Measuring with Metrics for your Micro Marketing
Metrics are a way of understanding the performance of a certain activity. In marketing you’ll frequently find KPIs (key performance indicators), goals and objectives being set to understand the performance of marketing campaigns.
how do metrics apply to micro businesses?
Metrics are important for a number of reasons. First, it’s best practice to put in place a way of measuring marketing activity to help you see what’s working well and what isn’t. Secondly, it’s a great way to show decision makers where to invest more time and effort and understand what the ROI (return on investment) has been for such activities.
why would I apply metrics to my business?
Being able to quantify specific marketing activities can help you make decisions about what activity to do when planning your marketing strategy and allocating budget. One of the many advantages of digital marketing is that you can see the impact that different channels have on your sales. This can be done through using Google Analytics (free) and other paid analytical suites. All the major social media sites have their own analytical suites which are also free.
how many metrics can I have?
You can choose as many metrics as you want, however, it’s probably best to start small and understand what the numbers are telling you before creating custom metrics. To choose marketing metrics you may find it useful to group them under the following:
- direct traffic (visitors who type your URL in their browser)
- referral traffic (visitors who arrive on your website through clicking your URL on another channel)
- organic traffic (visitors who arrive to your website by clicking on a search engine result)
- campaign traffic (visitors who arrive on your website by clicking on a custom tagged link)
- attributed conversions (visitors who have converted on your website but have visited from a variety of channels)
email marketing metrics
- new subscribers (number of new people signing up to your newsletter — list growth)
- open and click through rates (% of people who open and click through from your email campaigns)
- response rate (% of people who reply from your email campaigns)
social marketing metrics
- social interactions (number of times your brand has been mentioned on social media channels)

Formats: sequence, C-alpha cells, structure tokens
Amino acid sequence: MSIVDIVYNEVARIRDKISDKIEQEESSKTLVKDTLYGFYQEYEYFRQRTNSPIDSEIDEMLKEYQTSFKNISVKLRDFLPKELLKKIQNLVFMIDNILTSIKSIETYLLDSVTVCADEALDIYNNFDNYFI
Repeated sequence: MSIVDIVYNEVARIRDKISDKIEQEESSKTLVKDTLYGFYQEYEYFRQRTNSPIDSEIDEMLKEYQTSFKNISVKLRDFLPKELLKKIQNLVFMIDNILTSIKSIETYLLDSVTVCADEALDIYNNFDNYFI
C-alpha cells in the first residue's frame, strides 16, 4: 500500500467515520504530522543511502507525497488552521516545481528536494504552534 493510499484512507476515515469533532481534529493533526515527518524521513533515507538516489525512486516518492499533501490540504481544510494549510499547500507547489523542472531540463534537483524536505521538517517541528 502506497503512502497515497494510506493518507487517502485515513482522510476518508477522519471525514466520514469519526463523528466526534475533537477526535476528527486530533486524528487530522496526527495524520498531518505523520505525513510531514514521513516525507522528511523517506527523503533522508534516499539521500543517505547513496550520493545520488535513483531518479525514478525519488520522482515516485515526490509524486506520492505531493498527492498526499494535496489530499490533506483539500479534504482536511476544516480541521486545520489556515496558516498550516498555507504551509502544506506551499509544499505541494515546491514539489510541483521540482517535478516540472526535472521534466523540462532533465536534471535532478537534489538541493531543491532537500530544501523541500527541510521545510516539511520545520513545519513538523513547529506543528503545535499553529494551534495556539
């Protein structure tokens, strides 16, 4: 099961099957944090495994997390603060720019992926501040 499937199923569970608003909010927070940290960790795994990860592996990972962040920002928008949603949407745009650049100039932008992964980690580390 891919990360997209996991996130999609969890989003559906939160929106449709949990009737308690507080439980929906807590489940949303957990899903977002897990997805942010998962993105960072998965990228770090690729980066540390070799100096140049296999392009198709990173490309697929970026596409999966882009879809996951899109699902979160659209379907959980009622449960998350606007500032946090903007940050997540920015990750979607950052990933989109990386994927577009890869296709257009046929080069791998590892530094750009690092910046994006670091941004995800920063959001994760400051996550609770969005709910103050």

- vanity social metrics (number of retweets, shares, likes your brand has had on social media)
- engagement rate (number of posts on social media / number of interactions)
- social referrals (number of people who visit your website from social media channels)
- social conversions (number of people who convert on your website from social media channels)
influencer marketing metrics
- cost per conversation (number of hours spent researching influencers / number of influencer conversations)
- reach ratio (number of posts by influencer / number of responses by audience)
paid marketing metrics
- click through rate (% of people who click a paid advert and land on your landing page)
- quality score (relevance of keywords used in ad copy in relation to target segments according to Google)
- conversion rate (% of people who click a paid advert and convert)
- cost per click (the cost paid every time someone clicks your ad)
search engine optimisation metrics
- inbound links (number of links that point to your website)
- keywords rankings (position of keywords your website ranks for)
- behavioural metrics (average time on website, average pageviews and bounce rate)
- goal completions (custom built goals that indicate actions taken by website visitors)
- returning visitors (number of people who are returning to your website)
- mobile traffic (number of visitors who are browsing on a mobile device)
how do I choose metrics?
Knowing which metrics to choose is the difficult part. Before choosing any metrics, you will have to establish what marketing activity you will be undertaking and then match the metrics to suit. It’s also important to consider how the metrics you choose will link to your overall business objectives.
how do I find out more about metrics?
There are many resources online about marketing metrics, however, a lot of the time it depends on what you’re measuring and not all businesses are measuring the same thing! Marketing automation platforms such as Hubspot and Marketo are a great resource for learning more about marketing metrics and Google Analytics is a fantastic tool to measure what your website visitors are up to!
If you want to know about what metrics you should use or any questions on the above, tweet us at @bmicro_co and we’ll give you our recommendations.
Originally published at bmicro.co on February 17, 2016.